Microsoft Gets on Google's Government Cloud
It was only a matter of time before Microsoft followed Google in announcing a secure cloud collaboration suite targeted for U.S. federal government agencies, as my colleague Nick Kolakowski noted Feb. 24.
Business Productivity Online Suite Federal will include the customary hosted Microsoft Exchange Online, Microsoft SharePoint Online, Microsoft Office Communications Online and Microsoft Office Live Meeting the software giant has been offering for a couple years now in BPOS.
However, this Federal version boasts greater security, privacy and compliance to satisfy the stringent requirements of U.S. federal government agencies, related government contractors and others that require the utmost security.
Future capabilities and certifications for the Federal flavor of BPOS will include two-factor authentication, enhanced encryption and the achievement of Federal Information Security Management Act (FISMA) certification, which is table stakes for government IT, in the next six months. As Nick wrote:
In addition to including the certifications and security features of BPOS, the federal version will be housed on dedicated infrastructure in secured facilities, and accessible only via biometric access controls by U.S. citizens who have undergone the necessary background checks to access the system. Theoretically, this brings the offering in line with the needs of agencies and contractors who require extremely high levels of security protocols and features.
If this sounds familiar it's because it's basically Microsoft's version of the government cloud Google pledged to offer in 2010.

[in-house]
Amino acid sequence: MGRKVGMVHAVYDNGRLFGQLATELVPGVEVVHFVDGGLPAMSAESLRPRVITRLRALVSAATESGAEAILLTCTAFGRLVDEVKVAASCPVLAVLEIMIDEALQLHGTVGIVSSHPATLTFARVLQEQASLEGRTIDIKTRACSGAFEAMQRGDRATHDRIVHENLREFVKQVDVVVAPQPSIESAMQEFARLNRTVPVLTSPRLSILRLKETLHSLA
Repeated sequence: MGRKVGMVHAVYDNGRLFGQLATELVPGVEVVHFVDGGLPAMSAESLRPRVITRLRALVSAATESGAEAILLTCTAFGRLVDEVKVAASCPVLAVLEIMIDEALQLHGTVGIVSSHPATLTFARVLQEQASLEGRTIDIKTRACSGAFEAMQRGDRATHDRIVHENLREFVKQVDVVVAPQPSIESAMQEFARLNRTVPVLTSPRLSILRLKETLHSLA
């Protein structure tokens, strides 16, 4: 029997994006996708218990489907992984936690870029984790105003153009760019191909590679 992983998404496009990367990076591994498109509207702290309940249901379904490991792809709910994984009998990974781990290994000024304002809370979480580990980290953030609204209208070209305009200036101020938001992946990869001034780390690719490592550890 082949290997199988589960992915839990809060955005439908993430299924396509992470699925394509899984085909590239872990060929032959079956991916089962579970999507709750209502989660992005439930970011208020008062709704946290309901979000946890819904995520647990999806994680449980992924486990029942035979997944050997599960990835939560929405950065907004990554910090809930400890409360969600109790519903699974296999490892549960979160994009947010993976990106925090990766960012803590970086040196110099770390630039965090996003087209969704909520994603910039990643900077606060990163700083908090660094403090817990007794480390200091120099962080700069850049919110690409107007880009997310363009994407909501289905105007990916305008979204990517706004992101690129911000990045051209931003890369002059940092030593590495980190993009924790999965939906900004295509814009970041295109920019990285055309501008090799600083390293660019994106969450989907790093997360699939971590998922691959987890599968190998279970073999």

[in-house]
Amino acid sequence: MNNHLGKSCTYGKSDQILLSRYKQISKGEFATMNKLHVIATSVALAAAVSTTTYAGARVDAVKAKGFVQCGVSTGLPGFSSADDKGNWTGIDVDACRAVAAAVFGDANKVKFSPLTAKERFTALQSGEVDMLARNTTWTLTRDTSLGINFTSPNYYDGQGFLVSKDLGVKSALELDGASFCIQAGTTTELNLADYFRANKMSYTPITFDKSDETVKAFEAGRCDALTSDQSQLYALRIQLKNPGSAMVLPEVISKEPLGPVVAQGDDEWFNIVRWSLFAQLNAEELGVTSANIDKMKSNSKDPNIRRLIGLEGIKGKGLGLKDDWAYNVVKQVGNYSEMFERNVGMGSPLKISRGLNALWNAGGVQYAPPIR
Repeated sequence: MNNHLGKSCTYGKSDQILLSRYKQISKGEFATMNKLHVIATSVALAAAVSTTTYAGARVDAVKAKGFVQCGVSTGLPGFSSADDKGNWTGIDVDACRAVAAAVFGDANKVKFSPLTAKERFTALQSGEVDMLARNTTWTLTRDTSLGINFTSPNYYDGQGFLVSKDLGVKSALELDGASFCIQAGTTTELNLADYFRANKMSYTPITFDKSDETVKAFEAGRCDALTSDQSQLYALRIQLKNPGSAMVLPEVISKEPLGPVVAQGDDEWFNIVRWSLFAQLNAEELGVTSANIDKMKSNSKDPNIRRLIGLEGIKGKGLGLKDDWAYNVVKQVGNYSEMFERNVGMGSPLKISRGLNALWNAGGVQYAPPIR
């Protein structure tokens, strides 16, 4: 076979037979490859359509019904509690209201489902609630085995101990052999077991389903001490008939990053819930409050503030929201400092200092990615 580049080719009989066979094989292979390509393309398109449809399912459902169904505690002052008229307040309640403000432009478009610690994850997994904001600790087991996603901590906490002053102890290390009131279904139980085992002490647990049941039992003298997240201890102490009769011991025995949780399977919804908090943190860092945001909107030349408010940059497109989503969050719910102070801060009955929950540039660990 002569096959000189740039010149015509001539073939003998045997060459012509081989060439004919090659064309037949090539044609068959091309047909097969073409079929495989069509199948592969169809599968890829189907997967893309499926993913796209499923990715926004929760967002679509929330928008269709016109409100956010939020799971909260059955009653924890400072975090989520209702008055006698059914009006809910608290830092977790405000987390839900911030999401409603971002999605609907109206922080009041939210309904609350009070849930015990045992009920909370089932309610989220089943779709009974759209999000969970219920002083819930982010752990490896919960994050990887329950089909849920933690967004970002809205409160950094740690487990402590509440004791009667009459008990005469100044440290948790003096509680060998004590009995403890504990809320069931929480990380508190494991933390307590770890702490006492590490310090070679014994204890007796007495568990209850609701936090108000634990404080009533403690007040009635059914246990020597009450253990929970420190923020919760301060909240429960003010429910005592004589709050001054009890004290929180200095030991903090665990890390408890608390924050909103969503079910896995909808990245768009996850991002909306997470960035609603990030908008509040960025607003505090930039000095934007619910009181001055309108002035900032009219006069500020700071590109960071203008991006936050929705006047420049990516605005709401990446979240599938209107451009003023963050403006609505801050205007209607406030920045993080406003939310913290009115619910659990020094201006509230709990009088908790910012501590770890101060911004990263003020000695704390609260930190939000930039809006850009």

Like the new BPOS Federal, Google's government cloud features Google Apps collaboration programs running a "dedicated parallel environment." This means data created in this cloud by federal, state and local government agencies will be hosted on separate servers within existing Google data centers in the U.S.
Google's enterprise guys have assured me that the company's FISMA certification is still going through the rigorous examination process. You would think Google, which announced its government cloud pledge last September, would beat Microsoft to the certification, but who knows?
From a purely historical standpoint, Google has less sturdy legs to stand on than Microsoft, which has hundreds of thousands of enterprise customers, including more than 500 million legacy Office seats.
Microsoft expects FISMA certification within the next six months. If Microsoft somehow gets FISMA certified before Google, I wouldn't be totally shocked, but I would be concerned for Google, whose Google Apps just celebrated its third birthday this week.
In the broader picture, the introduction of BPOS Federal means Microsoft and Google are officially gunning for some 300 million U.S. government users creating and sharing information on 10,000 IT systems.
Google Apps has more than 2 million businesses using it, while BPOS has more than 1 million paying seats. Naturally, Google and Microsoft would love to secure some fat government contracts to beef up those figures.